BOB WEST — Port Neches-Groves providing fans rare state title run experience

Published 12:34 am Wednesday, December 14, 2022

Unless you spent the last couple of decades linked to Todd Dodge-coached teams, lived in West Orange long enough to watch the Mustangs make eight trips to the state football finals from 1986 through 2017 or are aligned with mega powers like North Shore or Katy, being part of a run to the Texas championship game is a unique experience.

That’s not to say playing at AT&T Stadium, aka Jerry World, the final week of the season isn’t special for the elite, but it’s just different and more memorable for those who spend years dreaming of what it’s like.

Such is the case for Port Neches-Groves and its legendary following this week.

Subscribe to our free email newsletter

Get the latest news sent to your inbox

The Indians, who face defending 5A Division II champ South Oak Cliff Friday night, have been there and done that, but it’s been 23 years. Prior to tangling with Stephenville for all the marbles at the Astrodome in 1999, it had been 22 years since the previous PNG title run.

And the Indians are the exception in Mid County and Port Arthur.

Only one other school — Port Arthur’s Thomas Jefferson in 1980 — has made it to the finals in the last 50 years. TJ, of course, no longer exists. Nederland got as far as the semifinals in 2001.

If you include Beaumont, West Brook has been there twice — the Bruins won it all in 1982 — and now shuttered French played for the title once.

So, rather than write about golf this week, the guy who was sports editor at the Port Arthur News from 1972-2015 is going to take a trip down state finals memory lane over that period. It makes sense considering the conversations at Babe Zaharias have resonated with PNG’s domination of playoff foes the past five weeks.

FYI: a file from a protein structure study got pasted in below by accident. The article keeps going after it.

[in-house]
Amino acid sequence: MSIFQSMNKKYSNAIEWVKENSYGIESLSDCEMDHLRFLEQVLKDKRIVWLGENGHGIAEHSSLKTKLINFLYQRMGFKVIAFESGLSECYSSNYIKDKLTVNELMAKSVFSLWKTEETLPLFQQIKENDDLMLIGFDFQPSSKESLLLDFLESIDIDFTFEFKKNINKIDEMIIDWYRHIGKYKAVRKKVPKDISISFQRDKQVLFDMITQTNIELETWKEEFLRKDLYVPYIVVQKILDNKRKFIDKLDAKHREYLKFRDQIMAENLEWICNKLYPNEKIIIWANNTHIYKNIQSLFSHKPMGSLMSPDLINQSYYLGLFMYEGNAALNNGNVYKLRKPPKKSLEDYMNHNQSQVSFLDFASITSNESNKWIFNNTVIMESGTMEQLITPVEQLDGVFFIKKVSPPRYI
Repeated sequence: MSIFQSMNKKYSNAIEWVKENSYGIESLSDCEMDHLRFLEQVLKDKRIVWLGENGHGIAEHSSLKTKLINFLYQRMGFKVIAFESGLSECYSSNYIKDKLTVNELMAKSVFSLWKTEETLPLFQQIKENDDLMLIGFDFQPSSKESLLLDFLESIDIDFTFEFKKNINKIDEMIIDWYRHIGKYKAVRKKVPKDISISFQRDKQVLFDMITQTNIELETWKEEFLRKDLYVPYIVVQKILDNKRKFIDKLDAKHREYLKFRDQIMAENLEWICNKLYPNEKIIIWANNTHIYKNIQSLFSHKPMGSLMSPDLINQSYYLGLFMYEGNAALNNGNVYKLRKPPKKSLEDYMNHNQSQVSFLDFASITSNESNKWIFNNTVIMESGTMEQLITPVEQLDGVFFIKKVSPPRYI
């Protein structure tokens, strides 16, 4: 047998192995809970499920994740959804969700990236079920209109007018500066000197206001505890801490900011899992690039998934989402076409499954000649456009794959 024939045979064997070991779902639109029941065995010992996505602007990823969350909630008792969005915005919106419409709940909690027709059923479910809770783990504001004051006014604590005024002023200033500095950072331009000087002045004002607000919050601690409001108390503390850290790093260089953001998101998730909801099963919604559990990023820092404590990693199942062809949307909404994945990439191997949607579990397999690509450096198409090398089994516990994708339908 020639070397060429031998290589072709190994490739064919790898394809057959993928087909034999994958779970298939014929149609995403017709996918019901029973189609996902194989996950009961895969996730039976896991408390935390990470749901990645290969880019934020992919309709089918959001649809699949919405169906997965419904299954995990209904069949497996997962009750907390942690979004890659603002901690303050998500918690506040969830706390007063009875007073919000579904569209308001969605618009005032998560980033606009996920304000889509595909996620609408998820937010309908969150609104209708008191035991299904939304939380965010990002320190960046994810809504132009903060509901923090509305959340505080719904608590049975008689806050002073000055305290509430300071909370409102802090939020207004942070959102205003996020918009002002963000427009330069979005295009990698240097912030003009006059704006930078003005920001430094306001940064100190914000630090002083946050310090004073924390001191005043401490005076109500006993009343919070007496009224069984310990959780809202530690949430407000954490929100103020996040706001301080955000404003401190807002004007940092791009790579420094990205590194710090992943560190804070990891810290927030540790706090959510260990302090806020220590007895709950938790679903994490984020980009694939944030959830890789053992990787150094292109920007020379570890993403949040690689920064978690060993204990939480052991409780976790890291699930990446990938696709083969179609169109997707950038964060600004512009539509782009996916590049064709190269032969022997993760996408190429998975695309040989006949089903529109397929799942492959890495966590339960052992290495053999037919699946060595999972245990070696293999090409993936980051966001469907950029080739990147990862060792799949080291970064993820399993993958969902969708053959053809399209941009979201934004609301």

Bob West

Before starting to reminisce, congratulations to Indians coach Jeff Joseph. To accomplish what he has in his first season at PNG is absolutely mind blowing. I don’t recall ever seeing it happen. After a shaky season opener, the Indians have clearly gotten better and better. There has been some serious coaching going on.

Looking back, way, way back, there are only four title runs to review since 1972, and PNG authored three of them. Beyond that, the Indians put together a four-year stretch from 1974 through 1977 that elevated them to the pinnacle of Texas High School football during those years.

Doug Ethridge-coached teams reached the semifinals in 1974 before falling to Brazoswood 14-7, beat Odessa Permian, 20-10 for the 5A state championship in 1975, fell to San Antonio Churchill, 14-7, in the 1976 semifinals, then were edged by Plano 13-10 before an all-time-record crowd of 49,953 at Texas Stadium in 1977.

Those Indians teams were 15-3 in playoff games over a four-year span, with the three loses by three, seven and seven points. It’s not a reach to say they could have claimed four consecutive championships. After winning the title in 1975, they were rated No. 3 in the nation.

Going hand-in-hand with PNG’s success on the field was a growing reputation as a high school with an outsized following. Port Neches and Groves were the epitome of the Texas small town saying on Friday night about the last person to leave please turn out the lights.

The crowd of 49,953 for the Plano game stood as a national high school record until 2013. It’s still No. 3 in Texas all-time, but No. 1 when you are talking the only game of the day. During that 1977 journey to the finals, the smallest crowd to watch a PNG playoff was 25,335 for the bi-district game.